The Boston region has some of the highest rents of any major metro area in America. There are multiple reasons for this.
High barriers to entry in the sales market. The region’s sales market is also one of the most expensive in the nation. The median asking prices for houses and condos in downtown Boston, for instance, run to well over $1,000 a square foot each. In surrounding communities such as Brookline, Cambridge, and Somerville, it’s not all that much cheaper. So a lot of people who might buy in the Boston area rent instead.
Plenty of tenants with money to spend. The region has a sizable share of rent-burdened households, wherein tenants pay at least 30 percent of their income in rent. But the area also boasts a sizable proportion of residents for whom $2,500 a month for a one-bedroom is not a big deal. Sometimes being one of the nation’s economic drivers has its drawbacks.
Tight inventory. While Boston-area apartment construction has boomed in recent years, it’s still not enough to satisfy demand. We should note, too, that inventory is tight in the sales market, making it that much more difficult for prospective buyers—often current tenants—to jump in.
Perennially high demand. Boston proper’s population has been trending upward for nearly a decade. It’s still a ways from a peak of around 800,000 in the early 1950s, but it’s more than enough to fill the new apartments coming online. Regionally, too, the population has been trending upward, and is expected to hit 5 million, give or take, any day now.
Horrible commutes. Commutes in and out of—and around—Boston have worsened over the years. The share of Boston-area commuters who travel more than 90 minutes to and from work increased 50.1 percent from 2005 to 2016, for instance. Living that much closer to the workplace to offset some of this time-sucking awfulness has helped drive the demand for housing in Boston proper that much higher.
Not enough new construction. Blame whatever you want for this one—NIMBYism, construction costs, land prices, byzantine zoning—but a historically sluggish construction pace has exacerbated the tight inventory and perennially high demand in the region.
Not enough of the most needed new construction. It’s not just that construction hasn’t kept pace with demand in Greater Boston, it’s that the sorts of larger-scale multifamily buildings really necessary to boosting inventory have been hard to come by. Officials and residents have prioritized luxury developments or single- to three-family homes at different times. Again, blame whatever you want—a lot of people blame the region’s patchwork of zoning regs—but the area hasn’t facilitated the construction of enough apartments to keep pace with population and job growth.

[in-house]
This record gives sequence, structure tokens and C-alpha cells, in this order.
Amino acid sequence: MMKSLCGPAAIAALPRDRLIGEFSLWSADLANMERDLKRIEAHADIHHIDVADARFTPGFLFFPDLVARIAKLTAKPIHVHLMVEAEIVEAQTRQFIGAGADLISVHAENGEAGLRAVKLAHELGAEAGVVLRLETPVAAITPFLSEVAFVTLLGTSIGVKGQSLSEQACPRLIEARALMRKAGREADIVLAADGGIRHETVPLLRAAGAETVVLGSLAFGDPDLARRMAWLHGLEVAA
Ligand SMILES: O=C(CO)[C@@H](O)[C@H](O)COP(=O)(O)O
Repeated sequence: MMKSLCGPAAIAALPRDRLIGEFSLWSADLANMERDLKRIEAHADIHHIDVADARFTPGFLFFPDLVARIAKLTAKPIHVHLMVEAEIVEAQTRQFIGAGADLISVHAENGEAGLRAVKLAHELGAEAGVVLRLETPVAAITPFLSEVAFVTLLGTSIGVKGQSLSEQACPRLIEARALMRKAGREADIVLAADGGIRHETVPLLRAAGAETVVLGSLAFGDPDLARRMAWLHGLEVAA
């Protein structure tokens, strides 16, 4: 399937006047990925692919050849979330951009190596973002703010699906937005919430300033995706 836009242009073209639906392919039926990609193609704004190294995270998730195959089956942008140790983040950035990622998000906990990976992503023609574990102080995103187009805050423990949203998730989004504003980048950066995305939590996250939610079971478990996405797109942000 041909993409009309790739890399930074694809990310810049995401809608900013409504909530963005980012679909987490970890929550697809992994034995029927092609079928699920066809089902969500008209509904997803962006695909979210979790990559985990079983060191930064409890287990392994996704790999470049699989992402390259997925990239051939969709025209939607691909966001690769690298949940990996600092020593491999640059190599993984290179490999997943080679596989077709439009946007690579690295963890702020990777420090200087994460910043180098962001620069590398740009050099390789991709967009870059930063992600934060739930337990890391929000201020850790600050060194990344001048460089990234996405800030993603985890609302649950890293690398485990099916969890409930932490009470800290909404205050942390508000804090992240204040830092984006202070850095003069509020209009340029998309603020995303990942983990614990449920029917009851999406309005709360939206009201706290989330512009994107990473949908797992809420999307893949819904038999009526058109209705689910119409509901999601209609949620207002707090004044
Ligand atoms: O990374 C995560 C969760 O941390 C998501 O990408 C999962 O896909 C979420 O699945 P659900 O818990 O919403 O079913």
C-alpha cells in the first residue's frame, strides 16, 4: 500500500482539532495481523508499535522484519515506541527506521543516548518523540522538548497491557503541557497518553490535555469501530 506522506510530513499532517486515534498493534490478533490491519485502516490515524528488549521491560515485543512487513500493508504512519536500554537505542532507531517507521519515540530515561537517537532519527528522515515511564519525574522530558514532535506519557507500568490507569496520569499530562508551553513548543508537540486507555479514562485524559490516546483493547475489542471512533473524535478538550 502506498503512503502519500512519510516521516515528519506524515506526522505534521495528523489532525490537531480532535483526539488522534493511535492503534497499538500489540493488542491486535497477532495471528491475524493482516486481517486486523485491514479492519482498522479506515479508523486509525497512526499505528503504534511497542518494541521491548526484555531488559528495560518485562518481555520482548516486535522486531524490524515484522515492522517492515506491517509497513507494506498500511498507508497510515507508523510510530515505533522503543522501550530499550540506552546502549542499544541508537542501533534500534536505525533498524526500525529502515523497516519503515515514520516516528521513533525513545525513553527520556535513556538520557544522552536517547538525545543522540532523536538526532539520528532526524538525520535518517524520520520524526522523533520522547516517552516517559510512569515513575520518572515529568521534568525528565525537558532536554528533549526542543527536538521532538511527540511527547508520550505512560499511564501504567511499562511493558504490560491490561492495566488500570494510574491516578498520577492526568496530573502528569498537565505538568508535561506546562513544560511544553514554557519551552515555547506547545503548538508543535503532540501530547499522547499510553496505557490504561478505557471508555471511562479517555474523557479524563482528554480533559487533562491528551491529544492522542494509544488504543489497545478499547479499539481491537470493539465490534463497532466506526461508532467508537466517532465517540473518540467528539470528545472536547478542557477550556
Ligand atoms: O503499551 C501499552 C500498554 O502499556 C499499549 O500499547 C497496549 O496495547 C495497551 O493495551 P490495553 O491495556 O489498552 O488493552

Speaking of job growth and housing. Officials in the Boston area permitted an average of 2.3 new housing units per 1,000 residents from 2008 to 2018. At the same time, though, the region slapped on 5.8 jobs per 1,000 residents, meaning that 2.5 jobs were added for every new housing unit in the Boston region. Again, being one of the nation’s economic drivers has its drawbacks.
Tenants staying put. Who can blame them? With options scarce and rents high, many tenants simply cling to what they have rather than say downsize or strike out on their own sans roommates. For instance, a February 2020 report concluded that a sizable share of larger homes—those with at least three bedrooms—are occupied by older households of only one or two people or by groups of unrelated roommates. That leaves families with kids in particular struggling that much more to land the very apartments they need.
College Town U.S.A. The Boston area is home to dozens of universities, colleges, and community colleges, including more than 30 in Boston proper that enroll more than 150,000 students. Not all such students live on campus, meaning they drive demand for apartments in the area that much higher. Plus, attempts at more novel ways to get students out of the general market—including via privately developed dorms unaffiliated with a school—have either failed or been few and far between.
Lack of long-term planning. See much of the above.